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Gloucestershire county council had every opportunity to come and explain why it was not able to live within the same sort of restrictions within which most other counties lived. When it came to do so, I am afraid that it did not put up a convincing case. Somerset was able to show that, in the particular circumstances concerned, it would have had to cut its school budgets in cash terms, but Gloucestershire county council admitted from the beginning that it did not have to. Having admitted that it had the money to deliver a reasonable solution, Gloucestershire is now claiming something wholly different, to try to blame the Government for what is its own fault.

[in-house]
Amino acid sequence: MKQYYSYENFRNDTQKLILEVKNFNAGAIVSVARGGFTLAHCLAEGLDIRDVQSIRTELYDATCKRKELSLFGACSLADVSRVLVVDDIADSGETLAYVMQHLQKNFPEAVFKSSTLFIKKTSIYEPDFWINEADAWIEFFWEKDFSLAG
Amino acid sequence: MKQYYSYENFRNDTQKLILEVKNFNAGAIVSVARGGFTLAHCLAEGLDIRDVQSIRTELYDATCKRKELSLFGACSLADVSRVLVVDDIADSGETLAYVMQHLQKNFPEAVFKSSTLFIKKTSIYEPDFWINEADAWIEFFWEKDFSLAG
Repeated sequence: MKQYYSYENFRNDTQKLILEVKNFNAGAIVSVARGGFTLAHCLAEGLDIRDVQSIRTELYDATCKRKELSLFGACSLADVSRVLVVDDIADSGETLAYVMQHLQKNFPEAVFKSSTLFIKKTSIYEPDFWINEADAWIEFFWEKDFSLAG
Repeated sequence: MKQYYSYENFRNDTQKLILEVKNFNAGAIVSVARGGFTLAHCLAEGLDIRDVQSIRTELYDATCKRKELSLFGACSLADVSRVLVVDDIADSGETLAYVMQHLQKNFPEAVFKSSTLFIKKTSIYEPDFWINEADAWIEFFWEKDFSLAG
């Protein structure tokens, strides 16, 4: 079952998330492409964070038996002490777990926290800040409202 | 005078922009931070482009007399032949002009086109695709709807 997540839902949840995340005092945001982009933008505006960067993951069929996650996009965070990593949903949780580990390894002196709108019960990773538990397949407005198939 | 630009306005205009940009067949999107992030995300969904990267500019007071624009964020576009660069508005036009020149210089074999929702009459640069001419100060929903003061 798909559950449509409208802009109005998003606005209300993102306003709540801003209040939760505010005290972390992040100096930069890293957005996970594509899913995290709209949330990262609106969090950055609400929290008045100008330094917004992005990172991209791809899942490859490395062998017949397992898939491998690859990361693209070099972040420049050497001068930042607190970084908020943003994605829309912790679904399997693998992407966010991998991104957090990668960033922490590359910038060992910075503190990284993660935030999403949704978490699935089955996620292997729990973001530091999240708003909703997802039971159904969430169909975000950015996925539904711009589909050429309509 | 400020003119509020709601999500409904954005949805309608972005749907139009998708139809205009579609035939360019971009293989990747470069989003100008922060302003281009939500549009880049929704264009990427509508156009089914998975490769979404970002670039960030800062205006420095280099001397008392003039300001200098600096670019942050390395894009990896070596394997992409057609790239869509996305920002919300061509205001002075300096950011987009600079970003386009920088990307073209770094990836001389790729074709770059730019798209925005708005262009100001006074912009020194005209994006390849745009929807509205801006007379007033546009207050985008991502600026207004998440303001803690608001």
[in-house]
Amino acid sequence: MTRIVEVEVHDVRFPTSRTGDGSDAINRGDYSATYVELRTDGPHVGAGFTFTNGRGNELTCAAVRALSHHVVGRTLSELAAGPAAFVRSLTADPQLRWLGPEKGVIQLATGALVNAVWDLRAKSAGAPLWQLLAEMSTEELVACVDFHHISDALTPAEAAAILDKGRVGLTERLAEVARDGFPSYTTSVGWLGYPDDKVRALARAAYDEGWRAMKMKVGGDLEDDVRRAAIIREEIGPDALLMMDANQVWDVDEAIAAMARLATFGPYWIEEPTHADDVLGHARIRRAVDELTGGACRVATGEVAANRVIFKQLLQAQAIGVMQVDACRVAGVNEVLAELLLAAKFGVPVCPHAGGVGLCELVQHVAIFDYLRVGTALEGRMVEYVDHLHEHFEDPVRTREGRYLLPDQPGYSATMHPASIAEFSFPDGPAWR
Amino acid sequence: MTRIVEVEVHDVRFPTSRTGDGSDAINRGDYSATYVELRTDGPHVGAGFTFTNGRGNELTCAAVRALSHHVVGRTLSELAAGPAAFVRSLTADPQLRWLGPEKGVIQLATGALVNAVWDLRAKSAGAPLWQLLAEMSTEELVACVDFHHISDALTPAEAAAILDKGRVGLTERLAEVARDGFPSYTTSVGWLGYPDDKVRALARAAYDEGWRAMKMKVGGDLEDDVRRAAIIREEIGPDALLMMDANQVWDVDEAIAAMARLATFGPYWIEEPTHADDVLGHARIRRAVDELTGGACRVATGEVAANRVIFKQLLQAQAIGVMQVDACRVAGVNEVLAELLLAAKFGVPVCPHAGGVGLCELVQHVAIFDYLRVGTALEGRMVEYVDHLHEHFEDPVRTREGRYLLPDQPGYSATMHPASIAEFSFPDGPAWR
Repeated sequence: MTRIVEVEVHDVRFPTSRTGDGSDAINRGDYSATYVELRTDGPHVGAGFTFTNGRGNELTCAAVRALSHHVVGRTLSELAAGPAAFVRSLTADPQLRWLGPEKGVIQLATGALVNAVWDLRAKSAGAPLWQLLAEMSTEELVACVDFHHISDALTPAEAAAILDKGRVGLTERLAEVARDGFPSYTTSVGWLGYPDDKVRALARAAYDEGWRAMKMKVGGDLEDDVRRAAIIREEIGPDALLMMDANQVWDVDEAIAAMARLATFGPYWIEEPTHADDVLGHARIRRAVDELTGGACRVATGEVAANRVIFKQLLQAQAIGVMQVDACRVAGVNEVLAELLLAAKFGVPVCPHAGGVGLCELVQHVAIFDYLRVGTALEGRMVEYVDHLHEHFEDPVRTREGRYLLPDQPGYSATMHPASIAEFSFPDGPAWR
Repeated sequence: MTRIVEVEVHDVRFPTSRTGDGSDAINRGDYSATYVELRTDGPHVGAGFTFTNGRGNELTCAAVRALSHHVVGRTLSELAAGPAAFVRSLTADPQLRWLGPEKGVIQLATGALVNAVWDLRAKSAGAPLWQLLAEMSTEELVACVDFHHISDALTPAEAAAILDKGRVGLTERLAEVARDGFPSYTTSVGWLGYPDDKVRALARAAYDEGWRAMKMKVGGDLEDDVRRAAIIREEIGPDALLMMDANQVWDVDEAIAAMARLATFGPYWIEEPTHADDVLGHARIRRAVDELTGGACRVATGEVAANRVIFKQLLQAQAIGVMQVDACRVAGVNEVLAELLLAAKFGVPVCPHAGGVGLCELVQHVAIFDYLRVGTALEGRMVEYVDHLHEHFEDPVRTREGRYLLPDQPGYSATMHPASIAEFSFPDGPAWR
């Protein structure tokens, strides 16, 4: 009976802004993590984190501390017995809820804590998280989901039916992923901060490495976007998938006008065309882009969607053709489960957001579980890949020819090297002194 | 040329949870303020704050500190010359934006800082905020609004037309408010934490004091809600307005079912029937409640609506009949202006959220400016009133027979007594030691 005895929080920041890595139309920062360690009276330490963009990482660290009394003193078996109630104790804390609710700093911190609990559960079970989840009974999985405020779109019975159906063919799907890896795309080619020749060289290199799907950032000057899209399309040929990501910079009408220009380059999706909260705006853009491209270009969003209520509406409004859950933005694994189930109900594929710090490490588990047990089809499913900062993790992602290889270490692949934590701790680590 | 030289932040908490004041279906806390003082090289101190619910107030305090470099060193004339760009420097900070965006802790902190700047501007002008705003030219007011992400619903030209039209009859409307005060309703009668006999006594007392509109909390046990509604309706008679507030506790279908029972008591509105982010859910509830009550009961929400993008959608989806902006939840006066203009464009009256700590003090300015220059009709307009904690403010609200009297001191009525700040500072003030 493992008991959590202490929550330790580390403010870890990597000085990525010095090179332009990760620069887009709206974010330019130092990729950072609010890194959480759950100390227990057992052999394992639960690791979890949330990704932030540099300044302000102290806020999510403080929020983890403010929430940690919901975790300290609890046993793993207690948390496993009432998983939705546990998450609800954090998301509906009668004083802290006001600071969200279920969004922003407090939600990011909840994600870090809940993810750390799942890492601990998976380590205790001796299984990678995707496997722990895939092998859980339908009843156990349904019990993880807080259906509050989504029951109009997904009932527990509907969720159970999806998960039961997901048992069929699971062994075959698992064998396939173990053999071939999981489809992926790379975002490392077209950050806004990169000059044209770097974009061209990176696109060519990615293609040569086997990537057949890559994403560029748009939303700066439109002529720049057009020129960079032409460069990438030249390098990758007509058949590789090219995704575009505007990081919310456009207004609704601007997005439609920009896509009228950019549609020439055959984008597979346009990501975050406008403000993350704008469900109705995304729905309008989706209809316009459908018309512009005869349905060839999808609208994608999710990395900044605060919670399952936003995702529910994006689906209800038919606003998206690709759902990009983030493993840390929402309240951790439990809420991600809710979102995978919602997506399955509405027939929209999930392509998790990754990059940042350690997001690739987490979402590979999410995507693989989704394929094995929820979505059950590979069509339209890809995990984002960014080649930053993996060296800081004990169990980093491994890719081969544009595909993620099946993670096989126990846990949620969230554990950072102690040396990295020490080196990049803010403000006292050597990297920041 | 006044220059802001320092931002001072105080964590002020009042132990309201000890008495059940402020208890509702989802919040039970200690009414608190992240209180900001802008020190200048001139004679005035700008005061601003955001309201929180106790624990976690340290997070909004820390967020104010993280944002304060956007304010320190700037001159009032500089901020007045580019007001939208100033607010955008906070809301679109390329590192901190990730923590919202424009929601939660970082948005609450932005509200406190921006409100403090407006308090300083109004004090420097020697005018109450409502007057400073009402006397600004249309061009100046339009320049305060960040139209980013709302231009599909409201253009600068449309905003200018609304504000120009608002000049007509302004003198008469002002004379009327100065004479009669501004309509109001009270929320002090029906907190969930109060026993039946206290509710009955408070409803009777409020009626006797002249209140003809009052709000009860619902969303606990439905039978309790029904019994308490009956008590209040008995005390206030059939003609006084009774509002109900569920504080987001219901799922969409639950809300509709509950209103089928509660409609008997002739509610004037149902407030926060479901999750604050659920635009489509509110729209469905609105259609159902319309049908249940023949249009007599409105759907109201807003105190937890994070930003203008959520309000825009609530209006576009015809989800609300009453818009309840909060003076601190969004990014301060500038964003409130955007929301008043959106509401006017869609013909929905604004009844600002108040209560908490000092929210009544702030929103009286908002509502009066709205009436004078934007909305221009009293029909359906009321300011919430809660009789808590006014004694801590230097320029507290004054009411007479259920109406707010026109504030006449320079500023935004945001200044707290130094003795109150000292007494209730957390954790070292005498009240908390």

My hon. Friend is right: Gloucestershire is running a party political operation to excuse its own incompetence. Like everyone else, it had every opportunity to put its case. I am afraid that it failed to do so because its case was not very good.
I have therefore concluded that the cap for Somerset should be £264.920 million, an increase of £2.6 million above the original cap. In reaching that conclusion, I took into account the authority's overall financial position and the particularly severe impact that a budget cap would have had on school budgets in Somerset.
I considered carefully the cases put to me by Devon, Gloucestershire and Shropshire.